- Technology in American Drama, 1920-1950: Soul and Society in the Age of the Machine
Technology shapes and defines the values interior to the human soul, individually and collectively (the civitas) in addition to producing the external, physical environment in which people live (the urbs). Drawing on the experiments of European Expressionism, especially under-acknowledged German models in drama and film, American dramatists found new techniques for developing character and theme, as well as innovative staging techniques. Most important, however, the three decades of drama examined in this study illustrate three progressive stages in the human response to the machine. (Greenwood Press, March 2003)
- “Group Code Annotation: Colossal Cave Adventure.” Electronic Book Review. Proceedings of the Critical Code Studies Working Group. 2011.
- Kirschenbaum, Matt, Doug Reside, Neil Freistat, Jerome McDonough, and Dennis Jerz. “Twisty Little Passages Almost Alike: Applying the FRPR Model to a Classic Computer Game.” Digital Humanities Quarterly. 4:2 (2010). <http://digitalhumanities.org/dhq/vol/4/2/000089/000089.html>.
- “Somewhere Nearby is Colossal Cave: Examining Will Crowther’s Original ‘Adventure’ in Code and in Kentucky.” Digital Humanities Quarterly 1.2. August 2007. <http://www.digitalhumanities.org/dhq/vol/001/2/000009.html>
- Dennis G. Jerz and David Thomas. “Cave Gave Game: The Subterranean as Game.” Unpublished manuscript, 2005. (Accepted for a book on ecocriticism; project dropped by the editors.)
- “The Bane of the President’s Existence.” Lore: An E-Journal for Teachers of Writing. Contribution to special section, “Digressions: Reflections on Teaching — Academic Blogging.” January 2005. <http://www.bedfordstmartins.com/catalog/static/bsm/lore/digressions/content.htm?dis06>
- “(Meme)X Marks the Spot: Theorizing Metablogging in terms of Dawkins’s Meme and Reddy’s Conduit.” BlogTalks: First European Conference on Weblogs. Vienna: Zentrum fur Wissenschaftliche Forschung und Dienstleistung. 67-82. (2003) [Full text archive: <http://blogtalk.net/Main/BlogTalks>] [local copy: <http://jerz.setonhill.edu/resources/blogtalk/>]
- “On the Trail of the Memex: Vannevar Bush, Weblogs, and the Google Galaxy“Dichtung Digital. 2003 <http://www.dichtung-digital.de/2003/1-jerz.htm>
- “Introduction” Text/Technology 11.2 (2002) [Special issue on interactive fiction, in which my "Annotated Bibliography" appeared.]
- “The Experimental Seduction of Mechanistic Modernism in Eugene O’Neill’s Dynamoand the Federal Theatre Project’s Altars of Steel,” Interdisciplinary Science Reviews27.3 184-192 (Summer 2002) [abstract & full text PDF: <jerz.setonhill.edu/resources/esmm>]
- “Annotated Bibliography of Interactive Fiction Scholarship (Including Fan-produced Criticism and Theory),” Text/Technology (published online in 2001, in advance of the 2002 print issue) [archived full text: <http://web.archive.org/web/20020206212440/texttechnology.mcmaster.ca/jerzbib/index.html>]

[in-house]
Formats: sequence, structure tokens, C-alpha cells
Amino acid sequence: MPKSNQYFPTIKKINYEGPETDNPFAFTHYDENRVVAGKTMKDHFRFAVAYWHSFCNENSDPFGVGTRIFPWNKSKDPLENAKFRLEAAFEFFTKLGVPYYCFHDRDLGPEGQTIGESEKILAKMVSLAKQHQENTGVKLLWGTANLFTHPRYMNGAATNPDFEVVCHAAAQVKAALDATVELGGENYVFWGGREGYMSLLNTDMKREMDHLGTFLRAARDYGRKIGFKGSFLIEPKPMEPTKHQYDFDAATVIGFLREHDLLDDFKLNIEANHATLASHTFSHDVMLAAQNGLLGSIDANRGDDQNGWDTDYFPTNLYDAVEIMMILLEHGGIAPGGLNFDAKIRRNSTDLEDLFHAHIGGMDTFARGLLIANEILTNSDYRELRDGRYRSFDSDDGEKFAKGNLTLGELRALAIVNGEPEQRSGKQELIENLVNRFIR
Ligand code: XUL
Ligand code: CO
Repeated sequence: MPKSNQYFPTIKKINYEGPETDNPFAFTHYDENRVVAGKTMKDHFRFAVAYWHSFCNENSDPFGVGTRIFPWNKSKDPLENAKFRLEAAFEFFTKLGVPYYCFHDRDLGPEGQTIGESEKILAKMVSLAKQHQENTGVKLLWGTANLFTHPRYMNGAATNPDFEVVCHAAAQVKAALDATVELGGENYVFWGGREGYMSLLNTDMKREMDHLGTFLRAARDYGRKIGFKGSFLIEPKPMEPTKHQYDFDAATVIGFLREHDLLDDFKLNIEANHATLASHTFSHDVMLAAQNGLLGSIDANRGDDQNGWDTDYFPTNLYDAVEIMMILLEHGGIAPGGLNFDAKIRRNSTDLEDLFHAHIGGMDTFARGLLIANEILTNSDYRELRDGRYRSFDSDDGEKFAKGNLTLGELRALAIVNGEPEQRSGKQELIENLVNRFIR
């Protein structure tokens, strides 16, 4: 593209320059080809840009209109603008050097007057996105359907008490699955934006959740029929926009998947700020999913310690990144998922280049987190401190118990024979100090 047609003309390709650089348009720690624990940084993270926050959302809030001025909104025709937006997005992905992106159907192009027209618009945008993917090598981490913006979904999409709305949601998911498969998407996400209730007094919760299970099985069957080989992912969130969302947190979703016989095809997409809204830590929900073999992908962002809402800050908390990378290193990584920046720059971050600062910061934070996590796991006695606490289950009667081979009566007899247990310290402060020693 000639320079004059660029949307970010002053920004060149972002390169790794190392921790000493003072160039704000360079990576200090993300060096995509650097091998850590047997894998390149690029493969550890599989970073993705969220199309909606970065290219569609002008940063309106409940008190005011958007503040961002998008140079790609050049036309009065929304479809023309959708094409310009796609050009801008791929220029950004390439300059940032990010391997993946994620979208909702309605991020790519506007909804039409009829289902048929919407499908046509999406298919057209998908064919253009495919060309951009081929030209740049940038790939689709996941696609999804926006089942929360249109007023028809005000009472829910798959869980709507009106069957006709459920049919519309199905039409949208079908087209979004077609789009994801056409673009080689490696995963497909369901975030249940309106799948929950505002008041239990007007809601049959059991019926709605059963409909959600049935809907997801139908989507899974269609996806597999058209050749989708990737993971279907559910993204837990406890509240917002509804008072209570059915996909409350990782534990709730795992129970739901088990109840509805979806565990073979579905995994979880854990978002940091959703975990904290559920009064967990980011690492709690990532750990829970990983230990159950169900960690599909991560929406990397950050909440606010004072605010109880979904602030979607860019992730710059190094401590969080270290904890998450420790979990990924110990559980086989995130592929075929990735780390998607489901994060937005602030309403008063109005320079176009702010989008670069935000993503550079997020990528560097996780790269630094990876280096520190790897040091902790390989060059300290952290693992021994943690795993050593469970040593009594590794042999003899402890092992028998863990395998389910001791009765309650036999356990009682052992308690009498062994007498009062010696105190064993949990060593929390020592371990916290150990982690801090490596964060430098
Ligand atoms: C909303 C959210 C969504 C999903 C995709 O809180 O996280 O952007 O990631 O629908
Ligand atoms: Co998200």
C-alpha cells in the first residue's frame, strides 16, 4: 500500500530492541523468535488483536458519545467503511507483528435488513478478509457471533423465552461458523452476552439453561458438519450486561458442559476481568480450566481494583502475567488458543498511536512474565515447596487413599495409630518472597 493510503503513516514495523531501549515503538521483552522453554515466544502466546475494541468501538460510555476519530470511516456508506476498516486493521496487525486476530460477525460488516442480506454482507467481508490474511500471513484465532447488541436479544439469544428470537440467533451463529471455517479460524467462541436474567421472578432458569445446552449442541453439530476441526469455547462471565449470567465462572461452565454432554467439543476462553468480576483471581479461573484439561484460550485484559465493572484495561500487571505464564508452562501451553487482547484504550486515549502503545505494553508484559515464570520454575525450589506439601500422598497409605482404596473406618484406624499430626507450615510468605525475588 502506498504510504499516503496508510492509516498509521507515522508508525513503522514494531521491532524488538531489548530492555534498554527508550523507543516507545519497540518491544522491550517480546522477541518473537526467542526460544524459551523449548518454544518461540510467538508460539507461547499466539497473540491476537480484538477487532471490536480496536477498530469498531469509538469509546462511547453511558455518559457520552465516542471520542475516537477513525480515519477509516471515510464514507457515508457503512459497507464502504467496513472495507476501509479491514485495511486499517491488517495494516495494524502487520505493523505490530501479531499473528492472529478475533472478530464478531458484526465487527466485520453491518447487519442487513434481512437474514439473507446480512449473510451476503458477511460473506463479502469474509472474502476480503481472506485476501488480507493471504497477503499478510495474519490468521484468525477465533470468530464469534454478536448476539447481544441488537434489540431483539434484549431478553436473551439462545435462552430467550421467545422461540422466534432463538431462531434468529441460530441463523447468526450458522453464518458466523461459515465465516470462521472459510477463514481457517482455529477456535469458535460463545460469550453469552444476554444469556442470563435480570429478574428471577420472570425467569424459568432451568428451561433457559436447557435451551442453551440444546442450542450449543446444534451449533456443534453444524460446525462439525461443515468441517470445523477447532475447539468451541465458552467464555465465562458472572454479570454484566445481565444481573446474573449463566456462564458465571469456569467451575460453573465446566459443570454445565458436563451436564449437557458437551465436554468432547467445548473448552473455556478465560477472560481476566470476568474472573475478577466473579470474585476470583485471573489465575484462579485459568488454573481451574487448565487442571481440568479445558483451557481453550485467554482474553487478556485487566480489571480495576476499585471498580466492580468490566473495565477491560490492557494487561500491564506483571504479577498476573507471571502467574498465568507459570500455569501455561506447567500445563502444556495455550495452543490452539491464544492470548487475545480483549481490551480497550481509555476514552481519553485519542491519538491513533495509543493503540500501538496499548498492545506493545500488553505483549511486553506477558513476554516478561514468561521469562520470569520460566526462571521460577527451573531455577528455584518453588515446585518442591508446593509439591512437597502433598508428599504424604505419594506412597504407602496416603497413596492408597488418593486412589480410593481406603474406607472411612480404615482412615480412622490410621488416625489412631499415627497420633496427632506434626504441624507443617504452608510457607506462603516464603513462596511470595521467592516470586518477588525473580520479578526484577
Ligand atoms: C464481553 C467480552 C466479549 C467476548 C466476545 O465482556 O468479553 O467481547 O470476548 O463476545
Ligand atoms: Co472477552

- “Kairos Critique: Kudos and Curses for an Online Journal.” Kairos: A Journal for Teachers of Writing in Webbed Environments 5.1. (2000) [full text: <english.ttu.edu/kairos/5.1/binder.html?response/interactive>]
- Christopher Douglas, Dennis G. Jerz, and Ian Lancashire. “Adapting Web Electronic Libraries to English Studies,” Surfaces (1999) [full text PDF: <www.pum.umontreal.ca/revues/surfaces/vol8/lancashire.pdf>]
- “Towards a Pro-active Technical Writing Curriculum,” Canadian Society for Mechanical Engineering Forum 1998 (1998) [full text archive: <jerz.setonhill.edu/resources/TaPTWC>]
- “PSim 2.0: A Computer Simulation of Wagon Motion in the York Corpus Christi Pageant,” (Re)Soundings: A World Wide Web Publication (1997) <http://marauder.millersville.edu/~resound/vol1iss2/psim/index.html> [current version at <jerz.setonhill.edu/resources/PSim>]
Selected Alternative / Electronic Scholarship
- Contributor and editor. Web Writing Style Guide Version 1.0. Edited by Matt Barton, James Kalmbach, and Charles Lowe. Parlor Press. 2011. <http://writingspaces.org/wwsg>
- Collaborative annotation, “Colossal Cave Adventure” source code. A week-long discussion generated 95 annotations and about 2,600 words of commentary from approximately 100 code scholars invited to participate. <http://www.electronicbookreview.com/thread/firstperson/colossal>
- Jackson-Mead, Kevin and J. Robinson Wheeler, eds. IF Theorybook. Transcript On Press. 2010. [Credited as co-editor with Emily Short for "starting this project" as a conventional anthology in 2002. See "IF Wiki Glossary," below.]
- IF Wiki Glossary. Founder (1999), curator (2001-2005), and contributor (1999-present).
- My initial contributions to the IF Theorybook included definitions of about 20 terms unique to interactive-fiction, as they appeared on my website in 1999
- From 2001-2005,I maintained a wiki open to members of the interactive fiction community; the community wiki grew to about 100 terms.
- In 2005 I transferred the glossary to the IFWiki website; it now features some 210 glossary entries.
- With the electronic publication of the glossary, my involvement in the print publication of the IF Theorybook waned. In 2010, Jackson-Mead and Wheeler took over the anthology, completing the publication efforts Short, I, and others had begun.
- Interactive Fiction Playthroughs. YouTube playlist. 2010-present. Annotated visual records of critical playthroughs of classic and recent text adventure games. (See reaction from bloggers gamestate, hypercompendia, Eastgate’s HTLlit.com.)
- Jerz’s Literacy Weblog. 1999-present. Winner, 2011 “Best Academic Weblog / John Lovas Memorial Weblog Award” Kairos: A Journal of Rhetoric, Technology and Pedagogy.
Other Professional Publications